Royal British Legion artwork gives thanks to WW1 generation
A huge art installation has been placed beside the River Thames in London to say thank you to those who fought in and lived through World War One.
The giant message has been created by The Royal British Legion to give thanks to "all who served, sacrificed, and changed our world."
The artwork features 8ft (2.4m) high letters which include blank spaces for the public to add their own notes.
Today marks 100 days until the 100th anniversary of the end of the war.
The legion said they hoped the public would use the period before 11 November "to take part and find ways of saying thank you."
It wants people to give thanks not only to those who fought and lost their lives but also the people who played their part on the home front.
The artwork features a design by artist Sarah Arnett which features various legacies of the war, such as the "Munitionettes" who worked in weapons factories and Indian infantrymen who served on the Western Front.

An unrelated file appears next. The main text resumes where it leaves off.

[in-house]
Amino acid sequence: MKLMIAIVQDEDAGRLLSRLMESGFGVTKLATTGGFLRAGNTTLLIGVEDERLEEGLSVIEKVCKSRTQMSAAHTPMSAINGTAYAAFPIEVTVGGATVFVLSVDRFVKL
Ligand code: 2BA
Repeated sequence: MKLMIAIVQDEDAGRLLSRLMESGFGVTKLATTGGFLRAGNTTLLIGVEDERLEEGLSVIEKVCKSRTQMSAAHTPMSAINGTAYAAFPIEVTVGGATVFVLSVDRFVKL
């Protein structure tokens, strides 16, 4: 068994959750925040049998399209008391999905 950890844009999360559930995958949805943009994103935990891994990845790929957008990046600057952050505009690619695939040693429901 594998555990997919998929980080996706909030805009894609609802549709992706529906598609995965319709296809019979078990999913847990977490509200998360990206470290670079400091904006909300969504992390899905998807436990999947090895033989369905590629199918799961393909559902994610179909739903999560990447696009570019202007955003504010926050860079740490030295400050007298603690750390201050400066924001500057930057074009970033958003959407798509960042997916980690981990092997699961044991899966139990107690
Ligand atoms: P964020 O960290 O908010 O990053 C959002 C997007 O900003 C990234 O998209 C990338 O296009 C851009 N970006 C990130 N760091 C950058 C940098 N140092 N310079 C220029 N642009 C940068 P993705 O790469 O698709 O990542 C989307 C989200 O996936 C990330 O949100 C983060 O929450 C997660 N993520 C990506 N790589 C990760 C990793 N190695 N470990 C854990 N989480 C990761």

Author Sir Michael Morpurgo, an ambassador for the campaign, said it was important to say thanks to people like "the farmers who gave up their horses to the war effort, to the women who kept our home fires burning."
The giant thank you will go on tour throughout the UK during August and visit the following cities:
- Plymouth - 13 August
- Birmingham - 15 August
- Dundee - 17 August
- Belfast - 20 August
- Liverpool - 22 August
- Swansea - 24 August
Charles Byrne, director general of The Royal British Legion, said they were "making a plea to every single person across the UK to get involved and take a moment in this very significant year to say thank you."